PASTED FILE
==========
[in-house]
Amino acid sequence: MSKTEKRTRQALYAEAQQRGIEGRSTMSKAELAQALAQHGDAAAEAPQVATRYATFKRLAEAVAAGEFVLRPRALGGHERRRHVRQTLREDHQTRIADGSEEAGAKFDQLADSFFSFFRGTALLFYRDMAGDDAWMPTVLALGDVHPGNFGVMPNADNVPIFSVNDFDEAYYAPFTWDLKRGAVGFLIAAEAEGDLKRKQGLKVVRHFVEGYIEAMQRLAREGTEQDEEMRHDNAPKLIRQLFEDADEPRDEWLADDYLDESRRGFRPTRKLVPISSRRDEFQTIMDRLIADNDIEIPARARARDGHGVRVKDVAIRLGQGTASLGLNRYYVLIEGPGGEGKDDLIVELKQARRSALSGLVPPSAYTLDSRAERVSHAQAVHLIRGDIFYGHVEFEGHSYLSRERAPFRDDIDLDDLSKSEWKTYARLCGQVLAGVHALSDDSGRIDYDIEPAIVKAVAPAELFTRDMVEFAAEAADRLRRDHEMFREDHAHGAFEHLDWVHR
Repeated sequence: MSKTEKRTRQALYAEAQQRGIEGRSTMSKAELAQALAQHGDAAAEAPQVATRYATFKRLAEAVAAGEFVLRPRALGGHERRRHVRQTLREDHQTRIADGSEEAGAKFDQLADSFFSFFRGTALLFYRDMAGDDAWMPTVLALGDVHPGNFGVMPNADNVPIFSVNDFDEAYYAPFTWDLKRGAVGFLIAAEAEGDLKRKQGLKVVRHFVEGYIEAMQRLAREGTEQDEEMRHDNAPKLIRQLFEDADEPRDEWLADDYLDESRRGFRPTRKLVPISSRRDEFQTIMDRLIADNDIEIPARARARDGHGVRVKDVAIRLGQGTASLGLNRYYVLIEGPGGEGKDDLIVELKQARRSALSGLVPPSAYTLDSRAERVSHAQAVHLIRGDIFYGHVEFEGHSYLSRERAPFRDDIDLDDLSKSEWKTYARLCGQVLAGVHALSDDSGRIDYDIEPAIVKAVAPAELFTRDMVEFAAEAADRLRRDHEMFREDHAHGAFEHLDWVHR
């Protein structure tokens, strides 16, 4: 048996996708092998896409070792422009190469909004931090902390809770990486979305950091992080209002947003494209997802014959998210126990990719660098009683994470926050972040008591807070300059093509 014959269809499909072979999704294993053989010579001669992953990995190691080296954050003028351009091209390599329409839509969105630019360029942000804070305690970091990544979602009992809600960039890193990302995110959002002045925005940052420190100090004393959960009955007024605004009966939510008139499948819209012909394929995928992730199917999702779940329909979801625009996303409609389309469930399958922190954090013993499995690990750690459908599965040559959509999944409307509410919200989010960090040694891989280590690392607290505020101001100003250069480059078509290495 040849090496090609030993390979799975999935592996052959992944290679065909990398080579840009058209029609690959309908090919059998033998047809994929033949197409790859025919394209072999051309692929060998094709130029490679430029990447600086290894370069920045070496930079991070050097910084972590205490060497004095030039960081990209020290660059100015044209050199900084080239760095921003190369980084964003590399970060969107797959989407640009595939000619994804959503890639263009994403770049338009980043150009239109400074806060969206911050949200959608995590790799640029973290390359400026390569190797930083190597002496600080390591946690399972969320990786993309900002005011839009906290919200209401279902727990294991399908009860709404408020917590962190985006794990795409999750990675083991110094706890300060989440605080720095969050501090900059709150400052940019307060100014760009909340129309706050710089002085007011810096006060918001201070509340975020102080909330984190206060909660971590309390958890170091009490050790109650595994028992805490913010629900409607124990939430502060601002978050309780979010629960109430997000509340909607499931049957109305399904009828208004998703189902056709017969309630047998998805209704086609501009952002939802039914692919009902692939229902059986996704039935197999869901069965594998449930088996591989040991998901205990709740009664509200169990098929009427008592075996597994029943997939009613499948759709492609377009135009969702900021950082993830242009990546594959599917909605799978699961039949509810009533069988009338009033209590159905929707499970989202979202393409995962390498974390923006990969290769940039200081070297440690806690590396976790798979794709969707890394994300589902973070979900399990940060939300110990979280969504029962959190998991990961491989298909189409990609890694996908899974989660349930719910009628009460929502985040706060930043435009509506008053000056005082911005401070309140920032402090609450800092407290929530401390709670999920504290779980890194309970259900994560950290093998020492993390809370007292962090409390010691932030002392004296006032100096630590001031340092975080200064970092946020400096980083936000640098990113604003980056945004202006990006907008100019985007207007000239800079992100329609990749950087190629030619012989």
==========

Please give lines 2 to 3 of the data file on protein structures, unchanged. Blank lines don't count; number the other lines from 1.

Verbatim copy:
Amino acid sequence: MSKTEKRTRQALYAEAQQRGIEGRSTMSKAELAQALAQHGDAAAEAPQVATRYATFKRLAEAVAAGEFVLRPRALGGHERRRHVRQTLREDHQTRIADGSEEAGAKFDQLADSFFSFFRGTALLFYRDMAGDDAWMPTVLALGDVHPGNFGVMPNADNVPIFSVNDFDEAYYAPFTWDLKRGAVGFLIAAEAEGDLKRKQGLKVVRHFVEGYIEAMQRLAREGTEQDEEMRHDNAPKLIRQLFEDADEPRDEWLADDYLDESRRGFRPTRKLVPISSRRDEFQTIMDRLIADNDIEIPARARARDGHGVRVKDVAIRLGQGTASLGLNRYYVLIEGPGGEGKDDLIVELKQARRSALSGLVPPSAYTLDSRAERVSHAQAVHLIRGDIFYGHVEFEGHSYLSRERAPFRDDIDLDDLSKSEWKTYARLCGQVLAGVHALSDDSGRIDYDIEPAIVKAVAPAELFTRDMVEFAAEAADRLRRDHEMFREDHAHGAFEHLDWVHR
Repeated sequence: MSKTEKRTRQALYAEAQQRGIEGRSTMSKAELAQALAQHGDAAAEAPQVATRYATFKRLAEAVAAGEFVLRPRALGGHERRRHVRQTLREDHQTRIADGSEEAGAKFDQLADSFFSFFRGTALLFYRDMAGDDAWMPTVLALGDVHPGNFGVMPNADNVPIFSVNDFDEAYYAPFTWDLKRGAVGFLIAAEAEGDLKRKQGLKVVRHFVEGYIEAMQRLAREGTEQDEEMRHDNAPKLIRQLFEDADEPRDEWLADDYLDESRRGFRPTRKLVPISSRRDEFQTIMDRLIADNDIEIPARARARDGHGVRVKDVAIRLGQGTASLGLNRYYVLIEGPGGEGKDDLIVELKQARRSALSGLVPPSAYTLDSRAERVSHAQAVHLIRGDIFYGHVEFEGHSYLSRERAPFRDDIDLDDLSKSEWKTYARLCGQVLAGVHALSDDSGRIDYDIEPAIVKAVAPAELFTRDMVEFAAEAADRLRRDHEMFREDHAHGAFEHLDWVHR